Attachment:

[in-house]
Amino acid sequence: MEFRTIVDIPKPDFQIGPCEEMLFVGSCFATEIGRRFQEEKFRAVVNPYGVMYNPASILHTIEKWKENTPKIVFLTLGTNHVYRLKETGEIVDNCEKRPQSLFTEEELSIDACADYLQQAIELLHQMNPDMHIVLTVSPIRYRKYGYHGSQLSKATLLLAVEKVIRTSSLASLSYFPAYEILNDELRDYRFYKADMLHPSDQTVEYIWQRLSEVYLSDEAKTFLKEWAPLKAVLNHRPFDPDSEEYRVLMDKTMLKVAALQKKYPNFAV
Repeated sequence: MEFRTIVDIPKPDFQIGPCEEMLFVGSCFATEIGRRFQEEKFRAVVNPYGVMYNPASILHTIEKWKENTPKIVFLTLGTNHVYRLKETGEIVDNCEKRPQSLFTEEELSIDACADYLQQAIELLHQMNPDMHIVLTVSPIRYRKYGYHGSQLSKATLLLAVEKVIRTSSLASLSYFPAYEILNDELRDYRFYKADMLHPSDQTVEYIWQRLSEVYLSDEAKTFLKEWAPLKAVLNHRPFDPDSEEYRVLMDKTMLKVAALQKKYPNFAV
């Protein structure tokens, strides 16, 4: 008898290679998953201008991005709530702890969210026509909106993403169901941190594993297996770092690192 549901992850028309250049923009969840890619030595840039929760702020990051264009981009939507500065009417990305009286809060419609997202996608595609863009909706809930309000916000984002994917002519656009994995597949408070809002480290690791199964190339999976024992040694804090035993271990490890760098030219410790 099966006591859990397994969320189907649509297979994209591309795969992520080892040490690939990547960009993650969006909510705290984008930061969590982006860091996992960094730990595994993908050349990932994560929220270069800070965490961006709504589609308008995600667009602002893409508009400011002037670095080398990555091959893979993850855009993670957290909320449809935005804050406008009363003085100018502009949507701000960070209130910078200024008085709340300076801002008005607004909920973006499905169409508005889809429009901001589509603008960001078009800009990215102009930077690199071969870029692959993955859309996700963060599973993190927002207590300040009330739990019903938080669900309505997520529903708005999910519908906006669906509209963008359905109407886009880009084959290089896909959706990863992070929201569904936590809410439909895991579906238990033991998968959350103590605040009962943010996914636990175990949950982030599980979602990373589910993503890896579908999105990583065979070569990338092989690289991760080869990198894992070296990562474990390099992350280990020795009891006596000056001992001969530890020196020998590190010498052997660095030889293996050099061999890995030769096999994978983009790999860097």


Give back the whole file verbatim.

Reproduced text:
[in-house]
Amino acid sequence: MEFRTIVDIPKPDFQIGPCEEMLFVGSCFATEIGRRFQEEKFRAVVNPYGVMYNPASILHTIEKWKENTPKIVFLTLGTNHVYRLKETGEIVDNCEKRPQSLFTEEELSIDACADYLQQAIELLHQMNPDMHIVLTVSPIRYRKYGYHGSQLSKATLLLAVEKVIRTSSLASLSYFPAYEILNDELRDYRFYKADMLHPSDQTVEYIWQRLSEVYLSDEAKTFLKEWAPLKAVLNHRPFDPDSEEYRVLMDKTMLKVAALQKKYPNFAV
Repeated sequence: MEFRTIVDIPKPDFQIGPCEEMLFVGSCFATEIGRRFQEEKFRAVVNPYGVMYNPASILHTIEKWKENTPKIVFLTLGTNHVYRLKETGEIVDNCEKRPQSLFTEEELSIDACADYLQQAIELLHQMNPDMHIVLTVSPIRYRKYGYHGSQLSKATLLLAVEKVIRTSSLASLSYFPAYEILNDELRDYRFYKADMLHPSDQTVEYIWQRLSEVYLSDEAKTFLKEWAPLKAVLNHRPFDPDSEEYRVLMDKTMLKVAALQKKYPNFAV
């Protein structure tokens, strides 16, 4: 008898290679998953201008991005709530702890969210026509909106993403169901941190594993297996770092690192 549901992850028309250049923009969840890619030595840039929760702020990051264009981009939507500065009417990305009286809060419609997202996608595609863009909706809930309000916000984002994917002519656009994995597949408070809002480290690791199964190339999976024992040694804090035993271990490890760098030219410790 099966006591859990397994969320189907649509297979994209591309795969992520080892040490690939990547960009993650969006909510705290984008930061969590982006860091996992960094730990595994993908050349990932994560929220270069800070965490961006709504589609308008995600667009602002893409508009400011002037670095080398990555091959893979993850855009993670957290909320449809935005804050406008009363003085100018502009949507701000960070209130910078200024008085709340300076801002008005607004909920973006499905169409508005889809429009901001589509603008960001078009800009990215102009930077690199071969870029692959993955859309996700963060599973993190927002207590300040009330739990019903938080669900309505997520529903708005999910519908906006669906509209963008359905109407886009880009084959290089896909959706990863992070929201569904936590809410439909895991579906238990033991998968959350103590605040009962943010996914636990175990949950982030599980979602990373589910993503890896579908999105990583065979070569990338092989690289991760080869990198894992070296990562474990390099992350280990020795009891006596000056001992001969530890020196020998590190010498052997660095030889293996050099061999890995030769096999994978983009790999860097």